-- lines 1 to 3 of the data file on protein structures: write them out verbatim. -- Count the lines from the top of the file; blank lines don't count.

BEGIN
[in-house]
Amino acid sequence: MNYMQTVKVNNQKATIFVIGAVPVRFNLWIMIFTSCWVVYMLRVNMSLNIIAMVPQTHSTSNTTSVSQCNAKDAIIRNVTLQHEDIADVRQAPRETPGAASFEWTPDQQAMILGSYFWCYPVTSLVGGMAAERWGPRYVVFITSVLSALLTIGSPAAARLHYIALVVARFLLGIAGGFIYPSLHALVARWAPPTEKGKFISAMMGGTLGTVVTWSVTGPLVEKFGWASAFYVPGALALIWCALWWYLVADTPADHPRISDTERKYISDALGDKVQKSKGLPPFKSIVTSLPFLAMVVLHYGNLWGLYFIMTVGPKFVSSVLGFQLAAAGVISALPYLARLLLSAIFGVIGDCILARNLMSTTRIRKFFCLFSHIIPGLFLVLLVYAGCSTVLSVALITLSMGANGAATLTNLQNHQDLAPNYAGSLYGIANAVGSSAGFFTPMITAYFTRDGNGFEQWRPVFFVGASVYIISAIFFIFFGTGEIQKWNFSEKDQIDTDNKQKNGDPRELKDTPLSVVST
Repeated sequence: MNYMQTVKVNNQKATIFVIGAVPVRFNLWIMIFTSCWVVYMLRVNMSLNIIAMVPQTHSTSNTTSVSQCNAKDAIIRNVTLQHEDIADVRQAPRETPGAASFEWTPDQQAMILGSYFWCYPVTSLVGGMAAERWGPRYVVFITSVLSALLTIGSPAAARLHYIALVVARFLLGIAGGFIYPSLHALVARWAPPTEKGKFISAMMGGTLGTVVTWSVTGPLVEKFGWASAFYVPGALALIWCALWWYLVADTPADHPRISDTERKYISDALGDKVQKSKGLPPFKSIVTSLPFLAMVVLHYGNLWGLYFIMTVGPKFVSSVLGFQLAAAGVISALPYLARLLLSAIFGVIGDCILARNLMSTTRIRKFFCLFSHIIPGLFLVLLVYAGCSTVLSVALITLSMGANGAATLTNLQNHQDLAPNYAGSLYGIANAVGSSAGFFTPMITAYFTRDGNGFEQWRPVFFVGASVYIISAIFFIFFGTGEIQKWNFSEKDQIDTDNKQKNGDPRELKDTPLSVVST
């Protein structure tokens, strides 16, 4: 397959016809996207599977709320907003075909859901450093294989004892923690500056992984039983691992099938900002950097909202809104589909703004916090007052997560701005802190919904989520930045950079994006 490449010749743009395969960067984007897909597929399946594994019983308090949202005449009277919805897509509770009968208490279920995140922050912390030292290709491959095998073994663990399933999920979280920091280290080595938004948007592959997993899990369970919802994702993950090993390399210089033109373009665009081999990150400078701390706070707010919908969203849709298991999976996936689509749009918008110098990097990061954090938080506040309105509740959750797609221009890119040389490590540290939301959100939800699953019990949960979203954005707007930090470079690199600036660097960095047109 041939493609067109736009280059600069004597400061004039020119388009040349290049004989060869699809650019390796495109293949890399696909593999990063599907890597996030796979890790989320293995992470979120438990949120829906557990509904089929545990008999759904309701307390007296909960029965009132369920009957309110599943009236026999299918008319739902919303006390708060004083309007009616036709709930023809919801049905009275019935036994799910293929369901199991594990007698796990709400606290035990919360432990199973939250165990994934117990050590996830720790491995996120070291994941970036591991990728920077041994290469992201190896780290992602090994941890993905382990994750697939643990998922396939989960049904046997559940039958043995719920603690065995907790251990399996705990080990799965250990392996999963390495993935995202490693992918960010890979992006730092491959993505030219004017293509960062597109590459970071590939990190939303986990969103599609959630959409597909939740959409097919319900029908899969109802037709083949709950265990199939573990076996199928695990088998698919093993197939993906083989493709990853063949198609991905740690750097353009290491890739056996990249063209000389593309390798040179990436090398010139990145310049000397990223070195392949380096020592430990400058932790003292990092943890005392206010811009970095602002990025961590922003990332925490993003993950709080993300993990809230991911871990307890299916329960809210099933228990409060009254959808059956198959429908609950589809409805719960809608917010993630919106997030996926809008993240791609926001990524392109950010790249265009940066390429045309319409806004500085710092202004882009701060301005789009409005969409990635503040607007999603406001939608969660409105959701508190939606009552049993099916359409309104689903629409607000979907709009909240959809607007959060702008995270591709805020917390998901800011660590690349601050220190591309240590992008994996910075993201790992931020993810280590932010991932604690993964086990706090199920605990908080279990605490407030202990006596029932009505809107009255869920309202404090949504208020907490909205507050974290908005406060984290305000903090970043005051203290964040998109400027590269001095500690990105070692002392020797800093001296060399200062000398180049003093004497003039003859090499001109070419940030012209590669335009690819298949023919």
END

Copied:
[in-house]
Amino acid sequence: MNYMQTVKVNNQKATIFVIGAVPVRFNLWIMIFTSCWVVYMLRVNMSLNIIAMVPQTHSTSNTTSVSQCNAKDAIIRNVTLQHEDIADVRQAPRETPGAASFEWTPDQQAMILGSYFWCYPVTSLVGGMAAERWGPRYVVFITSVLSALLTIGSPAAARLHYIALVVARFLLGIAGGFIYPSLHALVARWAPPTEKGKFISAMMGGTLGTVVTWSVTGPLVEKFGWASAFYVPGALALIWCALWWYLVADTPADHPRISDTERKYISDALGDKVQKSKGLPPFKSIVTSLPFLAMVVLHYGNLWGLYFIMTVGPKFVSSVLGFQLAAAGVISALPYLARLLLSAIFGVIGDCILARNLMSTTRIRKFFCLFSHIIPGLFLVLLVYAGCSTVLSVALITLSMGANGAATLTNLQNHQDLAPNYAGSLYGIANAVGSSAGFFTPMITAYFTRDGNGFEQWRPVFFVGASVYIISAIFFIFFGTGEIQKWNFSEKDQIDTDNKQKNGDPRELKDTPLSVVST
Repeated sequence: MNYMQTVKVNNQKATIFVIGAVPVRFNLWIMIFTSCWVVYMLRVNMSLNIIAMVPQTHSTSNTTSVSQCNAKDAIIRNVTLQHEDIADVRQAPRETPGAASFEWTPDQQAMILGSYFWCYPVTSLVGGMAAERWGPRYVVFITSVLSALLTIGSPAAARLHYIALVVARFLLGIAGGFIYPSLHALVARWAPPTEKGKFISAMMGGTLGTVVTWSVTGPLVEKFGWASAFYVPGALALIWCALWWYLVADTPADHPRISDTERKYISDALGDKVQKSKGLPPFKSIVTSLPFLAMVVLHYGNLWGLYFIMTVGPKFVSSVLGFQLAAAGVISALPYLARLLLSAIFGVIGDCILARNLMSTTRIRKFFCLFSHIIPGLFLVLLVYAGCSTVLSVALITLSMGANGAATLTNLQNHQDLAPNYAGSLYGIANAVGSSAGFFTPMITAYFTRDGNGFEQWRPVFFVGASVYIISAIFFIFFGTGEIQKWNFSEKDQIDTDNKQKNGDPRELKDTPLSVVST